Fort Point Open Studios

We drove in to Boston (really, Southie) to the Fort Point Open Studios with Carolyn, Bill, and their across-the-street neighbor Mikki. Leslie, who had worked with Carolyn and Arlene on the national art teachers conference hospitality table last spring and had given Carolyn, Arlene, and me a private paste paper workshop later in the spring, unless it was early summer, is in that studio complex now and Carolyn and Arlene wanted to go see her. We bought a few packages of notecards from her, and I found a little glass jar — the picture is almost life size:

— from someone on the floor below, Brett Raab Kroos.

I have no idea what, if anything, I’ll ever put in that jar. But that’s the trouble with taking me to a crafts sale or open studios, I might like something.

Leslie had soup, wine, and cheese for us and a half-dozen other studio denizens after the open studio hours were over. It was a most congenial group, with a couple of painters, a couple of lawyers, and a cellist with a broken arm. Not that the broken arm made her congenial, but for someone who can’t do her normal work she was pretty cheerful.

Great Meadows

It was a nice day! That’s news, because it had been rainy for the last week. We went out to Great Meadows in Concord, expecting not to be able to walk all the way around because of high water. We ran into my former co-worker Bill Claff, who had been out with his camera and long lens. He said he had seen a mink halfway down the causeway — we didn’t see it — and that water was pouring over the path to the left of the main causeway. We walked that way to see it, then continued on the usual route to the right of the main causeway. The river (Concord River) was up to within an inch of the path level in some places, I mean where the path was lowest, and a park bench just off the path was almost seat-deep in the river:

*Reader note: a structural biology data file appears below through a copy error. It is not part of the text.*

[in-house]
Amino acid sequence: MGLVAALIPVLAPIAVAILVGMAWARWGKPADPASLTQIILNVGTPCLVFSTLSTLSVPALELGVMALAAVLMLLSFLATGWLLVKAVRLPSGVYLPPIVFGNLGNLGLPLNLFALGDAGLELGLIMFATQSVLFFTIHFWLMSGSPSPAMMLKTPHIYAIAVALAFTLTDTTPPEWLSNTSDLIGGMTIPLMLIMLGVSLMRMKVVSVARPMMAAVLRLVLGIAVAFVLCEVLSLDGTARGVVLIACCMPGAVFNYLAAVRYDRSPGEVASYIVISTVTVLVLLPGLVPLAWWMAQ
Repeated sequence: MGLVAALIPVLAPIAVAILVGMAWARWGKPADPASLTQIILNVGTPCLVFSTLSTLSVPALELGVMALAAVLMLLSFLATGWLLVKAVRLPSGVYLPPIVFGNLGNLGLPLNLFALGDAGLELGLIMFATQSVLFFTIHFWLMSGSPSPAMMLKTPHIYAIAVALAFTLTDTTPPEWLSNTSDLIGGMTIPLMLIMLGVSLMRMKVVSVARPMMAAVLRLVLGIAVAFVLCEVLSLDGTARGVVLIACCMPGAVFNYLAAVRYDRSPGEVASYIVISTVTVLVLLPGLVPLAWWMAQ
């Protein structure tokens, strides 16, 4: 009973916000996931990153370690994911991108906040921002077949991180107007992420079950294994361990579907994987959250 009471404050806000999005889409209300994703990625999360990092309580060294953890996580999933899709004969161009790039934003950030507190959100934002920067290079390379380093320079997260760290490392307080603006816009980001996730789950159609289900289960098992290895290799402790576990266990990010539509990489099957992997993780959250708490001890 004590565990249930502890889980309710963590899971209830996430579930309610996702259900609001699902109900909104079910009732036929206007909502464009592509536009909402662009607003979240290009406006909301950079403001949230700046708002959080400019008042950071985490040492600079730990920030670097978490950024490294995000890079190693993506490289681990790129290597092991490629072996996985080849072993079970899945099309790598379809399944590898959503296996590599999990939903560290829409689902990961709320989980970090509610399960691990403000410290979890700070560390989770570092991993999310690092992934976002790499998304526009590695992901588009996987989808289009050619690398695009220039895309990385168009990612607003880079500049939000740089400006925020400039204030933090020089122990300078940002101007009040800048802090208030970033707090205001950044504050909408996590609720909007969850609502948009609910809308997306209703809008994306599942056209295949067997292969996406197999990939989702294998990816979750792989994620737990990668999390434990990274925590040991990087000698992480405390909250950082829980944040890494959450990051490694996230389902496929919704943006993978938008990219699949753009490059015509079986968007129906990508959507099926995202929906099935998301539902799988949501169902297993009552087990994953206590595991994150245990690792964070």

We saw a moorhen, four blue-winged teal in the distance, a kestrel, osprey, red-tail, lots of mallards and Canada geese, white-throat, swamp, and song sparrows; a pretty satisfactory bird trip. Mostly, it was good to be out in the windy, brisk fall weather.

Rainy Saturday

It’s been raining for a week here, not constantly, but a lot of the time. When it hasn’t been raining there’s been a heavy overcast. So we haven’t been doing anything outdoors. I did a little knitting today, went over to Creative Warehouse to ask what’s happening with the Addi I ordered a month ago (they don’t know, but say they’ll check on it); stopped at Knits and Pieces, and this time wasn’t intimidated by all the people sitting around the table knitting, but looked around at the small but gorgeous selection of yarns they had (I think more or less nothing but luxury yarns). If I want Filatura di Crosa that’s where I’ll head.

Yesterday I stopped in at the library to pick up Knitting For Anarchists, which I had put in a request for. Janine had recommended it to me back in March after I posted a comment to her blog. She’s right! It’s a wonderful book.